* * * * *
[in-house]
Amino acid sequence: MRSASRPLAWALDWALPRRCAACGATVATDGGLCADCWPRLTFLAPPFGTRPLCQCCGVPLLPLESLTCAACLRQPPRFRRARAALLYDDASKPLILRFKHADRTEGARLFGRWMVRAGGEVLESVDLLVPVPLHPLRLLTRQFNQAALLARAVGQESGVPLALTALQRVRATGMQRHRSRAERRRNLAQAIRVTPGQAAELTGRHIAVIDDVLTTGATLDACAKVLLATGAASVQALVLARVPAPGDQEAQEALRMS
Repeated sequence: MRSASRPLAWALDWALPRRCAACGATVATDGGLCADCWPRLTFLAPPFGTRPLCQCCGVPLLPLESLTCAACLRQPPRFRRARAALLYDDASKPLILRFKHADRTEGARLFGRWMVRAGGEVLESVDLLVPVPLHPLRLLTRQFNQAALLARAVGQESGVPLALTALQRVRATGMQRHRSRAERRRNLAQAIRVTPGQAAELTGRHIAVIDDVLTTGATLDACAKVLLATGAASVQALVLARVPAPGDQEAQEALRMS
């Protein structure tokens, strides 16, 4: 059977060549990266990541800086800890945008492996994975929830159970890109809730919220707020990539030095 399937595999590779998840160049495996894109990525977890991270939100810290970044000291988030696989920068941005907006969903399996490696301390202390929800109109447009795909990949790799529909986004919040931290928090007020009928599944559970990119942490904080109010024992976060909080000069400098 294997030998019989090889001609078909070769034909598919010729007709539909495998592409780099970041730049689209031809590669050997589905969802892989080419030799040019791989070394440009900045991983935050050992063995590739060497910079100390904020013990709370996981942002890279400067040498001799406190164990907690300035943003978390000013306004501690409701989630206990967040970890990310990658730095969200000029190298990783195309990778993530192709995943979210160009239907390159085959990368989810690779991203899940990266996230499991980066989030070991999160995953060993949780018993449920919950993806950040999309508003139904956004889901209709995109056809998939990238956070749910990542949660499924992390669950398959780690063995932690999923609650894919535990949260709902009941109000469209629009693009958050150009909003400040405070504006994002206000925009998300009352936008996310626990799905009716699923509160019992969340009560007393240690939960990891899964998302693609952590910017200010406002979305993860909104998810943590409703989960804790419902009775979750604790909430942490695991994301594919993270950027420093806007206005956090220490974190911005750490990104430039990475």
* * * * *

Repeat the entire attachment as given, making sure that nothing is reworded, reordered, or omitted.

[in-house]
Amino acid sequence: MRSASRPLAWALDWALPRRCAACGATVATDGGLCADCWPRLTFLAPPFGTRPLCQCCGVPLLPLESLTCAACLRQPPRFRRARAALLYDDASKPLILRFKHADRTEGARLFGRWMVRAGGEVLESVDLLVPVPLHPLRLLTRQFNQAALLARAVGQESGVPLALTALQRVRATGMQRHRSRAERRRNLAQAIRVTPGQAAELTGRHIAVIDDVLTTGATLDACAKVLLATGAASVQALVLARVPAPGDQEAQEALRMS
Repeated sequence: MRSASRPLAWALDWALPRRCAACGATVATDGGLCADCWPRLTFLAPPFGTRPLCQCCGVPLLPLESLTCAACLRQPPRFRRARAALLYDDASKPLILRFKHADRTEGARLFGRWMVRAGGEVLESVDLLVPVPLHPLRLLTRQFNQAALLARAVGQESGVPLALTALQRVRATGMQRHRSRAERRRNLAQAIRVTPGQAAELTGRHIAVIDDVLTTGATLDACAKVLLATGAASVQALVLARVPAPGDQEAQEALRMS
């Protein structure tokens, strides 16, 4: 059977060549990266990541800086800890945008492996994975929830159970890109809730919220707020990539030095 399937595999590779998840160049495996894109990525977890991270939100810290970044000291988030696989920068941005907006969903399996490696301390202390929800109109447009795909990949790799529909986004919040931290928090007020009928599944559970990119942490904080109010024992976060909080000069400098 294997030998019989090889001609078909070769034909598919010729007709539909495998592409780099970041730049689209031809590669050997589905969802892989080419030799040019791989070394440009900045991983935050050992063995590739060497910079100390904020013990709370996981942002890279400067040498001799406190164990907690300035943003978390000013306004501690409701989630206990967040970890990310990658730095969200000029190298990783195309990778993530192709995943979210160009239907390159085959990368989810690779991203899940990266996230499991980066989030070991999160995953060993949780018993449920919950993806950040999309508003139904956004889901209709995109056809998939990238956070749910990542949660499924992390669950398959780690063995932690999923609650894919535990949260709902009941109000469209629009693009958050150009909003400040405070504006994002206000925009998300009352936008996310626990799905009716699923509160019992969340009560007393240690939960990891899964998302693609952590910017200010406002979305993860909104998810943590409703989960804790419902009775979750604790909430942490695991994301594919993270950027420093806007206005956090220490974190911005750490990104430039990475």